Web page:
verb (used with object)
verb (used without object)
- to warp a ship or boat into position.
- (of a ship or boat) to move by being warped.
- warner, glenn scobey,
- warning coloration,
- warning track,
- warp and woof,
- warp beam,
- warp ikat,
- warp knit,
- warp knitting
Origin of warp
Examples from the Web for warped
She actually, in a warped way, thanks the Housewives for giving her the opportunity to bring Valerie back.How Lisa Kudrow Pulled Off TV’s Ultimate ‘Comeback’|Kevin Fallon|November 6, 2014|DAILY BEAST
This warped ideology, Bayor argues, trickled down into all facets of American immigration policy.
From Bonnaroo and Governors Ball to Warped Tour and Lollapalooza, see the hottest concerts of the summer.
If a new era of male body anxiety really is imminent, at least it may level this warped playing field.
Jamelle Bouie says it's another example of how the right has warped the word.
He warily sounded a nature that could be warped to the exigencies of any plan, provided it was profitable.Sons of the Soil|Honore de Balzac
Complex the knots were, but his warped and palsied fingers deftly undid them as though long familiar with each turn and twist.Darkness and Dawn|George Allan England
But here the love of system, or a particular theory, seems to have warped his judgment.Theory of the Earth, Volume 2 (of 4)|James Hutton
I've learned to think, Robin, and perhaps it has warped me a little.The Hidden Places|Bertrand W. Sinclair
Then, all at once, she knew that it was her own warped life which demanded it by way of compensation.The Master's Violin|Myrtle Reed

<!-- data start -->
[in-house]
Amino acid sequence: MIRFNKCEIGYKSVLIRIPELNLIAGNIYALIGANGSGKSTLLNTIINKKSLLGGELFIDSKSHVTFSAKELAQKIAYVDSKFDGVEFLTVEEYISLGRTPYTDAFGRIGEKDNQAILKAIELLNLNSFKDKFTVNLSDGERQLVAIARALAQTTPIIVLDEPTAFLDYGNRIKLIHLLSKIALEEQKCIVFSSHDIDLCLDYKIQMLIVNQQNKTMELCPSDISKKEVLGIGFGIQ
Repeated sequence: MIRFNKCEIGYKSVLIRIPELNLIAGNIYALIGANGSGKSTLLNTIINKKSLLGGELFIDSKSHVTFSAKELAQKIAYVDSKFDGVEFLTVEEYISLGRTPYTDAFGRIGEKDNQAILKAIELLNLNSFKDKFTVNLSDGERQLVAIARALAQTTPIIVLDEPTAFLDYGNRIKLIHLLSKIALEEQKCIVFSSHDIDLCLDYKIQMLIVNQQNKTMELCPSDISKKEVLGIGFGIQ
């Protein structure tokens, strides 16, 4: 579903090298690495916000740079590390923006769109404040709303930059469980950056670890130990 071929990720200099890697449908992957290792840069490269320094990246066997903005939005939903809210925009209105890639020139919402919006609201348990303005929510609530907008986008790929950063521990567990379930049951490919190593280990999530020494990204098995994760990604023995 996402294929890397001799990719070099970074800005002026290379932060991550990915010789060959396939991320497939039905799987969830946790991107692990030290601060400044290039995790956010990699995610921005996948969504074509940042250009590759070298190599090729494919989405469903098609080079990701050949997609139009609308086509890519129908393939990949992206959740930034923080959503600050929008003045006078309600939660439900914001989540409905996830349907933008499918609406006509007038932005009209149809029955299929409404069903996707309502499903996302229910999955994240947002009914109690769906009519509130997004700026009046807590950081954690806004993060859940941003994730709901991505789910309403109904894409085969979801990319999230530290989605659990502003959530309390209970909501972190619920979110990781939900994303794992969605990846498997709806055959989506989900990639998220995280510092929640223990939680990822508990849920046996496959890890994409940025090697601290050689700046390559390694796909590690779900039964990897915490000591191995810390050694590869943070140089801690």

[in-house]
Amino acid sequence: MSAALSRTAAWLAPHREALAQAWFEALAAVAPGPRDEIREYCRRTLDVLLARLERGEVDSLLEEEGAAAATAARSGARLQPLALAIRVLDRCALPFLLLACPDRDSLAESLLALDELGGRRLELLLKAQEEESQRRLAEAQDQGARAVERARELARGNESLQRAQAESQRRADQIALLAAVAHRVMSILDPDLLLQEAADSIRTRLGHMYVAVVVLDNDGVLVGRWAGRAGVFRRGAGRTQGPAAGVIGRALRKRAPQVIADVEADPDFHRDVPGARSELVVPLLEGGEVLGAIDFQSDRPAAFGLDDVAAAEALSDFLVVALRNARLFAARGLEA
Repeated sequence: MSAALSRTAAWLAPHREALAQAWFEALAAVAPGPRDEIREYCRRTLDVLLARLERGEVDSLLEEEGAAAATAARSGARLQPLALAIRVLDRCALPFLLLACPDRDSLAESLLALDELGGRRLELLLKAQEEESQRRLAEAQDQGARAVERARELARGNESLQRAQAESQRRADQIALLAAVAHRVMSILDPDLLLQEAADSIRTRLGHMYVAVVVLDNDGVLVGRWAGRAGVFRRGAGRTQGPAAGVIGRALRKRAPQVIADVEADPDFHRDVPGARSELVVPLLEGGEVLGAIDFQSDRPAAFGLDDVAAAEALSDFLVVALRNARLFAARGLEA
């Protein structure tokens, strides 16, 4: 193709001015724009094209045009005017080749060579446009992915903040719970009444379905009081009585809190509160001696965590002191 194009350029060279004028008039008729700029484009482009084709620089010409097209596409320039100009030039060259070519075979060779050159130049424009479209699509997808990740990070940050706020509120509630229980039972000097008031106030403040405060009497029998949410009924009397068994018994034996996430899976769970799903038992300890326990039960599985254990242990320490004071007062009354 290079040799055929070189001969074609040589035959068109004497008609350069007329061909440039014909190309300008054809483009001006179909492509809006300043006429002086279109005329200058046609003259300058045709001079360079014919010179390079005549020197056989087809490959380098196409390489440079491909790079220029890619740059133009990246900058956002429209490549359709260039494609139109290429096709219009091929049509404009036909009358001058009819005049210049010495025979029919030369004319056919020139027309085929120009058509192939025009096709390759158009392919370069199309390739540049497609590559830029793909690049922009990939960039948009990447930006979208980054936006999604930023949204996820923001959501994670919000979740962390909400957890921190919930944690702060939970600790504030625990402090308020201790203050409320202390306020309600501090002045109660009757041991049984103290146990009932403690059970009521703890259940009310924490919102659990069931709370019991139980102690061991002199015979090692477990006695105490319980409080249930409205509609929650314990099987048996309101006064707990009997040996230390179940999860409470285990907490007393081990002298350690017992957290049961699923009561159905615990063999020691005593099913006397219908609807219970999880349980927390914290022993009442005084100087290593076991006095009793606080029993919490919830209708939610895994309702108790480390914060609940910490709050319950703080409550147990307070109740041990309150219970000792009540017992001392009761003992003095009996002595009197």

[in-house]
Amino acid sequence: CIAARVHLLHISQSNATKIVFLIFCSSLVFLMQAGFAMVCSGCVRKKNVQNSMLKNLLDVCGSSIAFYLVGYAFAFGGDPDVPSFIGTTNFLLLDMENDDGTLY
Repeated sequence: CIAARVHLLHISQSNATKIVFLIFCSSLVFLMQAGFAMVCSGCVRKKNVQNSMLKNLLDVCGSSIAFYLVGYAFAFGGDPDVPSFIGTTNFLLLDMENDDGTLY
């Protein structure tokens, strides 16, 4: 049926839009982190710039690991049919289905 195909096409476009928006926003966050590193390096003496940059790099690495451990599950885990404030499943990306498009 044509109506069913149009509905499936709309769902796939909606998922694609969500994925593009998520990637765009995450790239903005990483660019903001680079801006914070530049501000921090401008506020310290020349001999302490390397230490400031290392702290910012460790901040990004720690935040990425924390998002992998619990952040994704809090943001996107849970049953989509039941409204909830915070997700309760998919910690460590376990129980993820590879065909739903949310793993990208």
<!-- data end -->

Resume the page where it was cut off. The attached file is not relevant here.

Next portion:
Word Origin for warp
"threads running lengthwise in a fabric," Old English wearp-, from Proto-Germanic *warpo- (cf. Middle Low German warp, Old High German warf "warp," Old Norse varp "cast of a net"), from root *werp- (see warp (v.)). The warp of fabric is that across which the woof is "thrown." Applied in 20c. astrophysics to the "fabric" of space-time, popularized in noun phrase warp speed by 1960s TV series "Star Trek."
"to bend, twist, distort," Old English weorpan "to throw, throw away, hit with a missile," from Proto-Germanic *werpanan "to fling by turning the arm" (cf. Old Saxon werpan, Old Norse verpa "to throw," Swedish värpa "to lay eggs," Old Frisian werpa, Middle Low German and Dutch werpen, German werfen, Gothic wairpan "to throw"), from PIE *werb- "to turn, bend" (cf. Latin verber "whip, rod;" Greek rhabdos "rod," rhombos "magic wheel"), from root *wer- (3) "to turn, bend" (see versus). Connection between "turning" and "throwing" is perhaps in the notion of rotating the arm in the act of throwing; cf. Serbo-Croatian obratiti, Old Church Slavonic vreshti "to throw." The meaning "twist out of shape" is first recorded c.1400; intransitive sense is from mid-15c. Related: Warped; warping.
In addition to the idiom beginning with warp
- warp and woof
- time warp